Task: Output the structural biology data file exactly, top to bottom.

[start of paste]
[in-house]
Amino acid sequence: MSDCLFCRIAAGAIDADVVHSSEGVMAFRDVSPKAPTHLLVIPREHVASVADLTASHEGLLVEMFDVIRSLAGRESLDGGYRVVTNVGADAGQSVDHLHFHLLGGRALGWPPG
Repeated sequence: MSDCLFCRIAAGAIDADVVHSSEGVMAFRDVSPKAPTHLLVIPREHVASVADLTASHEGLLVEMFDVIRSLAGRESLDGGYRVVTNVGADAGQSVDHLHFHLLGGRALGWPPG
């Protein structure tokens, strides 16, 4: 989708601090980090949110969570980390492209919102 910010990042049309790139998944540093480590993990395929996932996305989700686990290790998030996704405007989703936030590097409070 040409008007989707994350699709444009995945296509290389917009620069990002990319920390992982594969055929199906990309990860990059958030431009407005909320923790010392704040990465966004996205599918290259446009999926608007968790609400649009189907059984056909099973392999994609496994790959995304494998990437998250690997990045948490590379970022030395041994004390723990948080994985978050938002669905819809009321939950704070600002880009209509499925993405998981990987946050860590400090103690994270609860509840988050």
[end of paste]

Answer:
[in-house]
Amino acid sequence: MSDCLFCRIAAGAIDADVVHSSEGVMAFRDVSPKAPTHLLVIPREHVASVADLTASHEGLLVEMFDVIRSLAGRESLDGGYRVVTNVGADAGQSVDHLHFHLLGGRALGWPPG
Repeated sequence: MSDCLFCRIAAGAIDADVVHSSEGVMAFRDVSPKAPTHLLVIPREHVASVADLTASHEGLLVEMFDVIRSLAGRESLDGGYRVVTNVGADAGQSVDHLHFHLLGGRALGWPPG
């Protein structure tokens, strides 16, 4: 989708601090980090949110969570980390492209919102 910010990042049309790139998944540093480590993990395929996932996305989700686990290790998030996704405007989703936030590097409070 040409008007989707994350699709444009995945296509290389917009620069990002990319920390992982594969055929199906990309990860990059958030431009407005909320923790010392704040990465966004996205599918290259446009999926608007968790609400649009189907059984056909099973392999994609496994790959995304494998990437998250690997990045948490590379970022030395041994004390723990948080994985978050938002669905819809009321939950704070600002880009209509499925993405998981990987946050860590400090103690994270609860509840988050």